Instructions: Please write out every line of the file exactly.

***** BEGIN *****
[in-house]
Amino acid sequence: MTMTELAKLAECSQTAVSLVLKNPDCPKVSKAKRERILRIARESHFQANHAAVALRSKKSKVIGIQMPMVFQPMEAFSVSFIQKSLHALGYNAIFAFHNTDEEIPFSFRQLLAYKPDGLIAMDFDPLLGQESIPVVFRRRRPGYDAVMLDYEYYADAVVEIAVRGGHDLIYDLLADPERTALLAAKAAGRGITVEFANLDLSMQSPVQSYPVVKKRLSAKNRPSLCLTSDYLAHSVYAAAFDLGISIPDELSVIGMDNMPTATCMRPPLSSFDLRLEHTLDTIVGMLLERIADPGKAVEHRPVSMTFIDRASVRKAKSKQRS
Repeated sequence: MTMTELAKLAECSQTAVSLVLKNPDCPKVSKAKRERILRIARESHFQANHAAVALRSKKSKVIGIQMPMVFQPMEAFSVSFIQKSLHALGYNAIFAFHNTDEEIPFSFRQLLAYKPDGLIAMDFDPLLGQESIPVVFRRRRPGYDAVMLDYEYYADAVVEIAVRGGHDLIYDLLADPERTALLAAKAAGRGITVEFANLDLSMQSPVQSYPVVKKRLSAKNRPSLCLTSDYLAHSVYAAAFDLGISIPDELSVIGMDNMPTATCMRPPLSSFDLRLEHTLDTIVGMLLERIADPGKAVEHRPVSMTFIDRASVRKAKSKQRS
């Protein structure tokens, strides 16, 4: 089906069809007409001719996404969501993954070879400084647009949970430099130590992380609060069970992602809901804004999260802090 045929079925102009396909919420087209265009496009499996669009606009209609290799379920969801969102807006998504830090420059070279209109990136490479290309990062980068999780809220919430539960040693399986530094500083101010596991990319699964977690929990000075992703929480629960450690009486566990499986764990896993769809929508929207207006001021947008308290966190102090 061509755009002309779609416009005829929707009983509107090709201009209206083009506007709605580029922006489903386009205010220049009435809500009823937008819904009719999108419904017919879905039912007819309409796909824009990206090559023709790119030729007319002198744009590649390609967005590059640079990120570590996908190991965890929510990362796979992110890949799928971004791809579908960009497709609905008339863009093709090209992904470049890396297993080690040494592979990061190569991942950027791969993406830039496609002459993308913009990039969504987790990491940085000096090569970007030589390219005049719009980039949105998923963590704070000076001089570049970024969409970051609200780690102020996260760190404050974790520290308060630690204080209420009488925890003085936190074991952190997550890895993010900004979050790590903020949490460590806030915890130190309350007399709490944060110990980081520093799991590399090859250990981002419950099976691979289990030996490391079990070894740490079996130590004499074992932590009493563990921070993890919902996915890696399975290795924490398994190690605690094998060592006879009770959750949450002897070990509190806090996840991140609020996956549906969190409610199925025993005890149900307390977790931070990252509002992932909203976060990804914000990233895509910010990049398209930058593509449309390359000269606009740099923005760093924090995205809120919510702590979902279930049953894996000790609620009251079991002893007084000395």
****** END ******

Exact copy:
[in-house]
Amino acid sequence: MTMTELAKLAECSQTAVSLVLKNPDCPKVSKAKRERILRIARESHFQANHAAVALRSKKSKVIGIQMPMVFQPMEAFSVSFIQKSLHALGYNAIFAFHNTDEEIPFSFRQLLAYKPDGLIAMDFDPLLGQESIPVVFRRRRPGYDAVMLDYEYYADAVVEIAVRGGHDLIYDLLADPERTALLAAKAAGRGITVEFANLDLSMQSPVQSYPVVKKRLSAKNRPSLCLTSDYLAHSVYAAAFDLGISIPDELSVIGMDNMPTATCMRPPLSSFDLRLEHTLDTIVGMLLERIADPGKAVEHRPVSMTFIDRASVRKAKSKQRS
Repeated sequence: MTMTELAKLAECSQTAVSLVLKNPDCPKVSKAKRERILRIARESHFQANHAAVALRSKKSKVIGIQMPMVFQPMEAFSVSFIQKSLHALGYNAIFAFHNTDEEIPFSFRQLLAYKPDGLIAMDFDPLLGQESIPVVFRRRRPGYDAVMLDYEYYADAVVEIAVRGGHDLIYDLLADPERTALLAAKAAGRGITVEFANLDLSMQSPVQSYPVVKKRLSAKNRPSLCLTSDYLAHSVYAAAFDLGISIPDELSVIGMDNMPTATCMRPPLSSFDLRLEHTLDTIVGMLLERIADPGKAVEHRPVSMTFIDRASVRKAKSKQRS
């Protein structure tokens, strides 16, 4: 089906069809007409001719996404969501993954070879400084647009949970430099130590992380609060069970992602809901804004999260802090 045929079925102009396909919420087209265009496009499996669009606009209609290799379920969801969102807006998504830090420059070279209109990136490479290309990062980068999780809220919430539960040693399986530094500083101010596991990319699964977690929990000075992703929480629960450690009486566990499986764990896993769809929508929207207006001021947008308290966190102090 061509755009002309779609416009005829929707009983509107090709201009209206083009506007709605580029922006489903386009205010220049009435809500009823937008819904009719999108419904017919879905039912007819309409796909824009990206090559023709790119030729007319002198744009590649390609967005590059640079990120570590996908190991965890929510990362796979992110890949799928971004791809579908960009497709609905008339863009093709090209992904470049890396297993080690040494592979990061190569991942950027791969993406830039496609002459993308913009990039969504987790990491940085000096090569970007030589390219005049719009980039949105998923963590704070000076001089570049970024969409970051609200780690102020996260760190404050974790520290308060630690204080209420009488925890003085936190074991952190997550890895993010900004979050790590903020949490460590806030915890130190309350007399709490944060110990980081520093799991590399090859250990981002419950099976691979289990030996490391079990070894740490079996130590004499074992932590009493563990921070993890919902996915890696399975290795924490398994190690605690094998060592006879009770959750949450002897070990509190806090996840991140609020996956549906969190409610199925025993005890149900307390977790931070990252509002992932909203976060990804914000990233895509910010990049398209930058593509449309390359000269606009740099923005760093924090995205809120919510702590979902279930049953894996000790609620009251079991002893007084000395």